Student life is known for being messy and slightly grim. However, that doesn’t mean you need to live in your own filth of dust and bugs. Especially if you’re looking to bring people home. So, here’s the rundown on how to keep a tidy(ish) home this year!
- Dishmatic: A sponge… on a stick! It makes washing up quick with washing up liquid loaded inside the stick. Warning: Your housemates will likely steal your Dishmatic to wash their own dishes. Replacement sponges are available.
- Dish brush: Way better and less nasty than those metal scrub balls or a regular sponge. It Helps removes burnt food and the dried nasty stuff at the bottom of the pan.
- Surface spray and clothes: Any cheap cloth will do, but I recommend the microfiber ones. The same goes for surface spray. If you want to save money, all you need are two sprays: Bathroom and window. That way, you can clean the kitchen, bedroom, bathroom, mirror and any screen surfaces you have easily.
- Toilet brush: Please don’t leave skid marks on your own toilet, have some dignity. UoM provide these in halls, keeping your bowls squeaky clean! If you want to avoid your brushes getting rancid, keep toilet bleach at the bottom of the container. Or, eat less curry. Your choice.
- Air freshener: Because no one wants to walk into a bathroom stinking of s**t.
Yes, you will be getting up close and personal with Manchester’s wildlife this year in the form of silverfish. They’re vile but avoidable. These creatures thrive off moisture, meaning they’ll usually be found in the bathroom and occasionally the kitchen sink. An easy way to avoid them is to keep these areas clean.
In bathrooms, regularly remove your hair (emphasis on your hair) from plugholes and pour toilet bleach down. Removing the hair airs out the plughole while bleach kills off any bacteria and mould. Keeping windows and doors open also helps create air circulation and reduce moisture that comes from cooking or showering.
This issue usually arises in the first few weeks of halls or new homes. Fruit flies are attracted to rotting or overripe fruit and vegetables. They then hatch up to 500 eggs inside rotting fruit and within two days grow into adult flies. That means these creatures can easily spawn seemly out of nowhere. To prevent this from becoming an irritating problem, there are a few easy solutions.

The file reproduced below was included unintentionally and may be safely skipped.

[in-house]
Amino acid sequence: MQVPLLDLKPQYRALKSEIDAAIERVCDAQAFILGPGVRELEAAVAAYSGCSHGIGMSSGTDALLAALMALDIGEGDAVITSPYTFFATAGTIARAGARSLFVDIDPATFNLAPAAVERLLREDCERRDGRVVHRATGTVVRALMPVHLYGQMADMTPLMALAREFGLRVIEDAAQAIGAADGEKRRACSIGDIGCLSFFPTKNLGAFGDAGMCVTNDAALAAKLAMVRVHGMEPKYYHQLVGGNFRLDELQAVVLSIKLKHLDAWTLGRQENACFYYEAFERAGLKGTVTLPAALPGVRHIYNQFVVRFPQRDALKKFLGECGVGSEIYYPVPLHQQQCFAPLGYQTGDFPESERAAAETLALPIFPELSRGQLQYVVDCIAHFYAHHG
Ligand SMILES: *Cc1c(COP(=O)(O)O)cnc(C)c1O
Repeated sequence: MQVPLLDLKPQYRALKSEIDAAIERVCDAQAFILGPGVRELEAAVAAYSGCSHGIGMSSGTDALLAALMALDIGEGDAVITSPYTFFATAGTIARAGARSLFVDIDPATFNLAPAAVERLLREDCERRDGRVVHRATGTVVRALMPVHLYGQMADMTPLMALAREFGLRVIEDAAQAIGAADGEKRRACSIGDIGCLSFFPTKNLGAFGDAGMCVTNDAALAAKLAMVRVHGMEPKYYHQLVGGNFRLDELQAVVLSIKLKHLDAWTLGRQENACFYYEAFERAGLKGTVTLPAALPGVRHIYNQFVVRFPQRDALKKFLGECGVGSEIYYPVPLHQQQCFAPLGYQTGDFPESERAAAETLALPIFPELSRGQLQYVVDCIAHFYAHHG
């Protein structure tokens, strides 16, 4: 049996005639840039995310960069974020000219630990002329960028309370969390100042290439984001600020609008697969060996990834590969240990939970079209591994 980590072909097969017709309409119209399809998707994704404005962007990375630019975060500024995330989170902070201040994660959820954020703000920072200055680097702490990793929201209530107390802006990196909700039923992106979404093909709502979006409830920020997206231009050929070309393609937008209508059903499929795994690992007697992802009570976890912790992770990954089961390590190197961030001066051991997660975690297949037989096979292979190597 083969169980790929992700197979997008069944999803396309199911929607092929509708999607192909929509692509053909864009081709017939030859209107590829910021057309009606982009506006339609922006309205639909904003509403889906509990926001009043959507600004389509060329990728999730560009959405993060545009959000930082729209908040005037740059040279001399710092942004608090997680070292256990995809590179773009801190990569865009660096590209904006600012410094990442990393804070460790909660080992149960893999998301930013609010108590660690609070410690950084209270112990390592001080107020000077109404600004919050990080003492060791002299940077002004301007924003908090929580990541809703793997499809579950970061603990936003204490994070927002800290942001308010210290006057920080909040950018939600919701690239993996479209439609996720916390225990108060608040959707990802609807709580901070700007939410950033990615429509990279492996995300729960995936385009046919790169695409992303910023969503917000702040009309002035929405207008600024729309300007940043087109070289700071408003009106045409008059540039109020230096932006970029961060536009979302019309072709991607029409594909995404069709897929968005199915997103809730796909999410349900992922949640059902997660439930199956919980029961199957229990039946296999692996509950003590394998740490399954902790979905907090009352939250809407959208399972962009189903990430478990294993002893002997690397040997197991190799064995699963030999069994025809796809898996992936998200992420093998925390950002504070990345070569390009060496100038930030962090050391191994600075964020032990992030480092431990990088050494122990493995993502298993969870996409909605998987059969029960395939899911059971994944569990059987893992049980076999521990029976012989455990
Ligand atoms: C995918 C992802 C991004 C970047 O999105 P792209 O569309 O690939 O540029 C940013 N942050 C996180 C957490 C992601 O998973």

First off, to no one’s surprise, keep your kitchen clean. Wipe surfaces down, tidy up spillages (especially alcohol) asap, and take out the bins regularly. Basically, do what your mother would do.
Wash your fruit and veg before storing them either in a dry cupboard or fridge (if you have room). This will rid your produce of any potential eggs. Also, be sure to throw out any overripe fruit before it starts to rot.
If it’s too late and your home is swarmed, vinegar is your best bet. The main way to get rid of fruit flies is to trap them and let them die out. An easy trap is vinegar and a few drops of washing-up liquid in a small uncovered jar. The concoction attracts the flies, with the soap acting as a surface barrier to trap and kill them. Pouring boiling water is also effective in killing them off. There are various other traps like these available here.
No, it is not okay to wash your sheets once a month. That’s nasty and wrong, and potentially a call for an intervention. Gone are the days when laundry is done with racks in the rivers, thanks to the astonishing invention of washing machines! Thankfully, UoM provides each hall block with its own laundry unit that are also equipped with dryers – how nice of them. That means there are no excuses for crusty bedsheets.
To keep your sheets smelling fresh, or at least hygienic, here’s what I recommend.
- Laundry pods: Cheap and easy to throw in. They contain detergent (the thing that cleans your sheets) and fabric softener (the thing that makes your sheets soft). Every supermarket sells these and I suggest just going for the cheapest ones.
- Detergent and softener: I prefer to not use pods. This is because I can get more washes by using bottled detergent and softener, making my washes cheaper in the long run. P.S. Place liquids in the bottle lids before putting them in the drum to avoid staining your laundry.
- Drying racks: Save money (and the planet) by not using the dryers this year. Instead, buy a cheap laundry rack and let your clothes dry in the kitchen.
- Laundry beads: These are my favourite! Prevent your clothes from smelling damp by grabbing some of these pellets. Throw them into the drum and your laundry will come out smelling super fresh.